5. If you witness the feeding or enticing of a wild alligator, report it to authorities.

Report such a person and/or the event to the authorities immediately (in some states it is not illegal to feed alligators, although it probably should be). The act of feeding, as mentioned above, may be perilous to the feeder and to anyone who ventures near that alligator afterward. Furthermore, the An alligator approaches an alligator warning sign.alligator that loses its fear of humans will probably be killed by wildlife authorities as a dangerous “nuisance” animal, as mandated by current regulation, so the act of feeding a wild alligator may lead to its death. (In Florida, “nuisance” alligator trappers are not paid for their services but are permitted to kill the animal and keep the proceeds of the sale of the carcass to a processor so that it may be used in the hide and/or meat market.)

Authorities need to be aware of the situation so that action can be taken to preserve public safety. By reporting it you make a civic contribution by not only bolstering public safety, but in assisting in the protection of the alligator species from the undeserved negative publicity it gets when a human is hurt by one. So, in reporting someone, the objective isn’t to see him/her entangled with law enforcement, but to see a dangerous situation swiftly and properly mitigated.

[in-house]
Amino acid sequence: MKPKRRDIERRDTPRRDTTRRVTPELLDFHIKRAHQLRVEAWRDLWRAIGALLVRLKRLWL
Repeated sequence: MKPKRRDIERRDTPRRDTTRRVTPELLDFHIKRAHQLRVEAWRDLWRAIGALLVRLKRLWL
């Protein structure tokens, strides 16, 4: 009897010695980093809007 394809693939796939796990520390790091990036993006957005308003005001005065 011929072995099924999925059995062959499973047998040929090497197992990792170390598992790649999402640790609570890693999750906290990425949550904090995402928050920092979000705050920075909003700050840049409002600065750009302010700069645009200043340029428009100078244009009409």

If you live in the alligator’s range state, you may refer this directory of state wildlife authorities for contact information.

In this photo, an alligator’s presence dramatically reinforces the signage at Lake Alice in Gainesville, Florida.